A familiar phrase for both nutritionists and parents who are trying to increase the willingness of young children to try novel food. It is not a new area of study. However, I was intrigued by a study published in JNEB in 2002,1 where the number of children willing to try a novel vegetable (kohlrabi) was so high (76%) in the positive treatment group (storybook reading with positive kohlrabi message) that the results and study were severely limited. The authors had pretested the scenario with a small sample in which less than half were willing to taste the vegetable. Children can surprise you.
A similar result was found in a study across 14 countries (n = 410, age range 4 to 14 years).2 Data were collected before and after a workshop for children called Art on a Plate. Nearly 90% of the children said they would like to try a spinach and fruit salad at their next meal before the workshop. The workshop involved hands-on experience with the food and interaction with a chef. A particular confounder in this study was self-reported hunger, which decreased after the workshop.
A more complicated study design evaluated the use of child-centered nutrition phrases with repeated exposure on willingness to try and consumption in 87 children aged 3 to 6 years old. 3 Although children were more willing to try foods at the second vs. the first offering, the child-centered nutrition phrases plus the repeated exposure did not affect their willingness to try in comparison with repeated exposure alone. In addition, higher income of the parents was associated with increased willingness to try new foods.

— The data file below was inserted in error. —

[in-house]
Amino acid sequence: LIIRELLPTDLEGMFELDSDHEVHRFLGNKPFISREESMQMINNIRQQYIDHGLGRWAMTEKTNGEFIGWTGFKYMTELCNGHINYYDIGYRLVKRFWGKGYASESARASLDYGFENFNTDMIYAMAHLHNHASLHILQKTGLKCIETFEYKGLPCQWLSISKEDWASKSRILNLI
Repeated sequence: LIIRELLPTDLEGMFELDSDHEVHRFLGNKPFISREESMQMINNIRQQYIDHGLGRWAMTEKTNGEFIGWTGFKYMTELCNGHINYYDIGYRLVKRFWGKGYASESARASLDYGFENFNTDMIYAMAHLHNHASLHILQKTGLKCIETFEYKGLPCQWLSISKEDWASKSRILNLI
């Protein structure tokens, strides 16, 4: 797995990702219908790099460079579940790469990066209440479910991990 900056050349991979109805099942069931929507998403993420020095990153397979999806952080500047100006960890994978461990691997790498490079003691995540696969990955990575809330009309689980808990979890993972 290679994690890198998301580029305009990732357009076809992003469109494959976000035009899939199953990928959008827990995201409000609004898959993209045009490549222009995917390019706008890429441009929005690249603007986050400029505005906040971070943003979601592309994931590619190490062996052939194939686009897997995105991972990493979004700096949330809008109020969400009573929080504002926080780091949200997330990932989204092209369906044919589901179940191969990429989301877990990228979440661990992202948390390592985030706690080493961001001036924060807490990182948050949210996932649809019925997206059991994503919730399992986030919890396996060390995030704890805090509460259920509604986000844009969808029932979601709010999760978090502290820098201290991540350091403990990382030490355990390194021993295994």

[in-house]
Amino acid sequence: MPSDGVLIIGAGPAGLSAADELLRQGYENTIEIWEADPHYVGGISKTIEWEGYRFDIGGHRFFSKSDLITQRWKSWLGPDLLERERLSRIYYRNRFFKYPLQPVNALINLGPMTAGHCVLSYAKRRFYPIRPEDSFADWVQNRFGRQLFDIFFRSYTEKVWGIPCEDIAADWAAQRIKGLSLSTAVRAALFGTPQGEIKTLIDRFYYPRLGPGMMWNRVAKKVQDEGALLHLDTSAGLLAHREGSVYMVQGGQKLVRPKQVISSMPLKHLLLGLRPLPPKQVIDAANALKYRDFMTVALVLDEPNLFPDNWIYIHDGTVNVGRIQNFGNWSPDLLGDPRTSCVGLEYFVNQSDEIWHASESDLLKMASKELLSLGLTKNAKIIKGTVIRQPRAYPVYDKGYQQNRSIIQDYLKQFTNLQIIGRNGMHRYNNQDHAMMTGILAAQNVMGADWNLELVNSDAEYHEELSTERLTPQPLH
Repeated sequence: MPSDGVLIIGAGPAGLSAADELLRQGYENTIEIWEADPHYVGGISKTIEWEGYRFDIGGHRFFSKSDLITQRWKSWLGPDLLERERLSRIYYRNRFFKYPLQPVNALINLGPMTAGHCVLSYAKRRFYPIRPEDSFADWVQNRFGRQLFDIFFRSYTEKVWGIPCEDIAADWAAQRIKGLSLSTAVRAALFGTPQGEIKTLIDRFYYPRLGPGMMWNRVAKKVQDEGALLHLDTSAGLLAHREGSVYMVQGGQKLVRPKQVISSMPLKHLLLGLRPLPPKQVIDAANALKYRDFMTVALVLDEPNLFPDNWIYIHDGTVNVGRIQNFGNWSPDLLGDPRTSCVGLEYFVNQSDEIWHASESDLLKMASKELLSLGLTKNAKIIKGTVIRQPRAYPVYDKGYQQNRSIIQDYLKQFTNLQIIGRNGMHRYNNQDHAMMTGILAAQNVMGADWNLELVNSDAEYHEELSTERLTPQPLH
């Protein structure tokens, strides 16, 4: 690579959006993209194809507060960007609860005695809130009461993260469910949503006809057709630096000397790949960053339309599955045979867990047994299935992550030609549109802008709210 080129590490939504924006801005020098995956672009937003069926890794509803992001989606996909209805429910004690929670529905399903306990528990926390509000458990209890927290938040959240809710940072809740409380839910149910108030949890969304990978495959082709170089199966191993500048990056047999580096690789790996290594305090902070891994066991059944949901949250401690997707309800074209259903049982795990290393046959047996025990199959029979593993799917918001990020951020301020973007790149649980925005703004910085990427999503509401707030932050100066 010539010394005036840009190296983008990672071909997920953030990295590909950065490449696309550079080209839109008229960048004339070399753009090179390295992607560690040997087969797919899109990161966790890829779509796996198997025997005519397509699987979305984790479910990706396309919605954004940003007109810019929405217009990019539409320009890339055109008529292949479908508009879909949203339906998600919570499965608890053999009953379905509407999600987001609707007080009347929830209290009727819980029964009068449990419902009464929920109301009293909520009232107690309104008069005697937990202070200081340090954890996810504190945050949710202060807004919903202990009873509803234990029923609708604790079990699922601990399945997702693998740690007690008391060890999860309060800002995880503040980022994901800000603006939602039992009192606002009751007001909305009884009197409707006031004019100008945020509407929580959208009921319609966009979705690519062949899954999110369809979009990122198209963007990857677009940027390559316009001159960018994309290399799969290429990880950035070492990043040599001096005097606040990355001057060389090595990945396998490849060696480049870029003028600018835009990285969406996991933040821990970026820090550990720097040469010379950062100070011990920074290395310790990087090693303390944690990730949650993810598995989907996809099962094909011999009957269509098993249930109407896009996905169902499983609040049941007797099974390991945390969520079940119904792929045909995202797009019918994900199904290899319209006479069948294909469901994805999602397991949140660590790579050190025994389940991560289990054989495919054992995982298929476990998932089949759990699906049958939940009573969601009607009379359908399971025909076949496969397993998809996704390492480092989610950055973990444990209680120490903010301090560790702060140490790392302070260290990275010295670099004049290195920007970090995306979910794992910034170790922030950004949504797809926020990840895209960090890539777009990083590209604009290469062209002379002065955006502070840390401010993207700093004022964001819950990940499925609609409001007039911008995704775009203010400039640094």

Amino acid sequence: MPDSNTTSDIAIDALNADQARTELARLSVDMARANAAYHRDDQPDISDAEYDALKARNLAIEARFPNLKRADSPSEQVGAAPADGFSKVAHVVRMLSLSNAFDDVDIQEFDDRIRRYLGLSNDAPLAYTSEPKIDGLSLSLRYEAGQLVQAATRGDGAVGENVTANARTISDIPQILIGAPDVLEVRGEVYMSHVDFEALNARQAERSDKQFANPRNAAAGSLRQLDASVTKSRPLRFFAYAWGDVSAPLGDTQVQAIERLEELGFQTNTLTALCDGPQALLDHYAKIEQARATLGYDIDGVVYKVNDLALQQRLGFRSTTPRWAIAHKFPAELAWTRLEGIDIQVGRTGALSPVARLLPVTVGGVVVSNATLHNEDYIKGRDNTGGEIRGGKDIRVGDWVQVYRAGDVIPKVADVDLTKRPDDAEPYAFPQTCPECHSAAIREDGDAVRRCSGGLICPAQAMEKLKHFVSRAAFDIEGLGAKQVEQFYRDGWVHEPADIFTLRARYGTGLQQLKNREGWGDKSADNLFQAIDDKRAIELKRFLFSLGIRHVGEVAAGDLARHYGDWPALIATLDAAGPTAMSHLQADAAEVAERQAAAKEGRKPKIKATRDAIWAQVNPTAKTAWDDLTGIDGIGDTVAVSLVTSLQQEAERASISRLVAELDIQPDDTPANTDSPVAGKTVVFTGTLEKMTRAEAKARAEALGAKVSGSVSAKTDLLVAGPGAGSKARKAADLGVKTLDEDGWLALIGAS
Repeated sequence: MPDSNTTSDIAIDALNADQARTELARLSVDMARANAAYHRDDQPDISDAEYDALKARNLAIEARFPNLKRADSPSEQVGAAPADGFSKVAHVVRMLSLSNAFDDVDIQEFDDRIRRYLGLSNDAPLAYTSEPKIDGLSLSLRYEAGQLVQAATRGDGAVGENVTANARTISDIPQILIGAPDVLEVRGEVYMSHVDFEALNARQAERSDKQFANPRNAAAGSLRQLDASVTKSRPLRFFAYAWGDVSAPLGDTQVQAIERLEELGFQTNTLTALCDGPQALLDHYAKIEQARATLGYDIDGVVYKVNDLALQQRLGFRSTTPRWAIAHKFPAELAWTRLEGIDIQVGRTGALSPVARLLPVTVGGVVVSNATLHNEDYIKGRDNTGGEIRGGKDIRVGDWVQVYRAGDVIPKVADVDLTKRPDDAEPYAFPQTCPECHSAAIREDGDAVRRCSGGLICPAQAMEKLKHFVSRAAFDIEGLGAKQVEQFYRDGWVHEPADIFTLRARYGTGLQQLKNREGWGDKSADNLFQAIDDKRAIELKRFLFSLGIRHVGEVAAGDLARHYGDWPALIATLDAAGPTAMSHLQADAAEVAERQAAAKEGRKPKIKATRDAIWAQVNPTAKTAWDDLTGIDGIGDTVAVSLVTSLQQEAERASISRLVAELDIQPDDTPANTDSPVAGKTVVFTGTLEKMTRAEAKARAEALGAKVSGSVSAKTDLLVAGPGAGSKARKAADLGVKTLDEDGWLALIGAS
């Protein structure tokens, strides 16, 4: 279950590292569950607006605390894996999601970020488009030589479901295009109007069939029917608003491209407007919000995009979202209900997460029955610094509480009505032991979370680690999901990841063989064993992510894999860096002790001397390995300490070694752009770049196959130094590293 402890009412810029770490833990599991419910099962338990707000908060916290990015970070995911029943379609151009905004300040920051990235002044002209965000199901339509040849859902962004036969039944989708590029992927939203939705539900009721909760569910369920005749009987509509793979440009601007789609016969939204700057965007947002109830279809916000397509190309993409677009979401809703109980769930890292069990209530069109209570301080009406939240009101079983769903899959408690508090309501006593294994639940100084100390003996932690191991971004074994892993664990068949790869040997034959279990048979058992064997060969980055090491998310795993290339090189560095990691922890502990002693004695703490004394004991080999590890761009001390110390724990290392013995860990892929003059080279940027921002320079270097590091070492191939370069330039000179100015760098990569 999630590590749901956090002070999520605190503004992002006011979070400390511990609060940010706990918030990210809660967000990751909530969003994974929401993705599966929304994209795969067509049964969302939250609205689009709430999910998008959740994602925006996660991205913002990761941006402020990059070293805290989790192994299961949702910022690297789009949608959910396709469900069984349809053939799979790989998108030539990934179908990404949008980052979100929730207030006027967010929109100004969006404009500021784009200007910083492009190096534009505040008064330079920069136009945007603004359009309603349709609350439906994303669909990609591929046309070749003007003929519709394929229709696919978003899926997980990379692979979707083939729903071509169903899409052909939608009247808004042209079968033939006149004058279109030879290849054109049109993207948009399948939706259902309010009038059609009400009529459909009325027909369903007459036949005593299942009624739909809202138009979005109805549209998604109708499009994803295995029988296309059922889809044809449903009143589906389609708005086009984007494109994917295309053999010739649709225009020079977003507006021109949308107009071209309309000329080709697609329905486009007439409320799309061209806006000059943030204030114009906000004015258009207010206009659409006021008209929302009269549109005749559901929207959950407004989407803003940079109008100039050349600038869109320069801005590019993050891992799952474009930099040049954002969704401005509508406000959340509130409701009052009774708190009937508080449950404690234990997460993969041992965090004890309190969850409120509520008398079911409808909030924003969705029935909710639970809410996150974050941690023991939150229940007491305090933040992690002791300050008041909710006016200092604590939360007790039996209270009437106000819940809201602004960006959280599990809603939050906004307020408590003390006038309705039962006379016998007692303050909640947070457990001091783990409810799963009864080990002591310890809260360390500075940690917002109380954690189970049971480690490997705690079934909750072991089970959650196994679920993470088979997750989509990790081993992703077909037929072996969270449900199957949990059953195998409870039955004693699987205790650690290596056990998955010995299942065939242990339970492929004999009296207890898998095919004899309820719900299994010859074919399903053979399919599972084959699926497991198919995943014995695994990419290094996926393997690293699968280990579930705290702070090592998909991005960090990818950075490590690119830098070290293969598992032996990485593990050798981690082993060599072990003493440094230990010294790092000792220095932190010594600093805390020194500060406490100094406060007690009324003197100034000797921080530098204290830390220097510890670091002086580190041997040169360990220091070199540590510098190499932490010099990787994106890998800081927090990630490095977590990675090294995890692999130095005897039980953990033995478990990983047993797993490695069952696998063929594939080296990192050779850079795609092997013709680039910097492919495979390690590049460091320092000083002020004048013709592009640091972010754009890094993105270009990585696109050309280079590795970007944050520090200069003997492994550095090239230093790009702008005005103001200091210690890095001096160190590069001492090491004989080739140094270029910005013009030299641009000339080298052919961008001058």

A qualitative study of 34 children aged 4 to 5 years explored positive and negative food perceptions.4 Twenty-one of the 34 had negative emotions about trying a new food, while 13 had a positive anticipation. Those with positive anticipation thought trying the new food would be fun, while those with a negative association did not like the unknown. Appearance played a role in this latter group’s negative attitude toward the new food.
In this issue, Maiz et al 5 present a study in which 202 children aged 8 to 9 years received either healthy habits promotion through nutrition education activities within 3 workshops or hands-on cooking-related activities within 3 workshops. While both strategies appeared to increase diet quality, decrease in food neophobia was significant only for the hands-on group.
This brief summary is only a sliver of the research that has been published on picky eating. Indeed, there are at least 5 systematic reviews on this topic. I do wonder what the overall impact is on health or whether this behavior is transient as the child begins to become more and more independent. As an adult, I know my willingness to try new things, even foods, depends on a variety of factors that also change. Trying to capture all these possibilities is a challenge to our researchers and practitioners, as well as our parents and caregivers. But, I must say, I think we are being thoughtful, creative, and pragmatic in our approaches.
This editorial was originally published in the April 2021 issue (Vol. 53, Issue 4) of the Journal of Nutrition Education and Behavior.